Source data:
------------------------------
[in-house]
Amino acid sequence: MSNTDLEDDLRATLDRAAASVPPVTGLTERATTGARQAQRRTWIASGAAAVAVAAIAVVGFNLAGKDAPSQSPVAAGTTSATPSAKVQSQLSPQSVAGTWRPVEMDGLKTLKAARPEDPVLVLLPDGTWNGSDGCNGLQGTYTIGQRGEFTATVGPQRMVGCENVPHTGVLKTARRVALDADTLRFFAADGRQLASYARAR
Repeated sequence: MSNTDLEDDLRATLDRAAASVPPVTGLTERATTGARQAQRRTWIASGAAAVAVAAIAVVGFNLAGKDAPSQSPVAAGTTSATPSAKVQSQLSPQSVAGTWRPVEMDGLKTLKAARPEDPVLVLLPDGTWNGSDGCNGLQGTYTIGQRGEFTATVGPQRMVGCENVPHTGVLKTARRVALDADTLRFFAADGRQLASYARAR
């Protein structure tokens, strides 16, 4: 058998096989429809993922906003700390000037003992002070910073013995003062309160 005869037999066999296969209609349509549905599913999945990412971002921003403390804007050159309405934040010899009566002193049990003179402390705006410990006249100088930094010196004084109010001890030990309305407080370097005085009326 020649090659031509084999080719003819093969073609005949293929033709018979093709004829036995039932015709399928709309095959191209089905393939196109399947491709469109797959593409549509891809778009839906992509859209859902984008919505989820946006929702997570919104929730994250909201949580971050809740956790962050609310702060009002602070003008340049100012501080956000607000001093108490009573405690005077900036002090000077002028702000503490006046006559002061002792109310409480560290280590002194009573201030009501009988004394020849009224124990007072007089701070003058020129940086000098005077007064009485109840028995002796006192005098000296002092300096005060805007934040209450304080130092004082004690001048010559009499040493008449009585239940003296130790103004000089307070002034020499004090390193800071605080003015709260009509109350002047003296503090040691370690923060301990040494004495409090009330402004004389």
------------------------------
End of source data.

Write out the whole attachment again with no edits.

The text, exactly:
[in-house]
Amino acid sequence: MSNTDLEDDLRATLDRAAASVPPVTGLTERATTGARQAQRRTWIASGAAAVAVAAIAVVGFNLAGKDAPSQSPVAAGTTSATPSAKVQSQLSPQSVAGTWRPVEMDGLKTLKAARPEDPVLVLLPDGTWNGSDGCNGLQGTYTIGQRGEFTATVGPQRMVGCENVPHTGVLKTARRVALDADTLRFFAADGRQLASYARAR
Repeated sequence: MSNTDLEDDLRATLDRAAASVPPVTGLTERATTGARQAQRRTWIASGAAAVAVAAIAVVGFNLAGKDAPSQSPVAAGTTSATPSAKVQSQLSPQSVAGTWRPVEMDGLKTLKAARPEDPVLVLLPDGTWNGSDGCNGLQGTYTIGQRGEFTATVGPQRMVGCENVPHTGVLKTARRVALDADTLRFFAADGRQLASYARAR
């Protein structure tokens, strides 16, 4: 058998096989429809993922906003700390000037003992002070910073013995003062309160 005869037999066999296969209609349509549905599913999945990412971002921003403390804007050159309405934040010899009566002193049990003179402390705006410990006249100088930094010196004084109010001890030990309305407080370097005085009326 020649090659031509084999080719003819093969073609005949293929033709018979093709004829036995039932015709399928709309095959191209089905393939196109399947491709469109797959593409549509891809778009839906992509859209859902984008919505989820946006929702997570919104929730994250909201949580971050809740956790962050609310702060009002602070003008340049100012501080956000607000001093108490009573405690005077900036002090000077002028702000503490006046006559002061002792109310409480560290280590002194009573201030009501009988004394020849009224124990007072007089701070003058020129940086000098005077007064009485109840028995002796006192005098000296002092300096005060805007934040209450304080130092004082004690001048010559009499040493008449009585239940003296130790103004000089307070002034020499004090390193800071605080003015709260009509109350002047003296503090040691370690923060301990040494004495409090009330402004004389």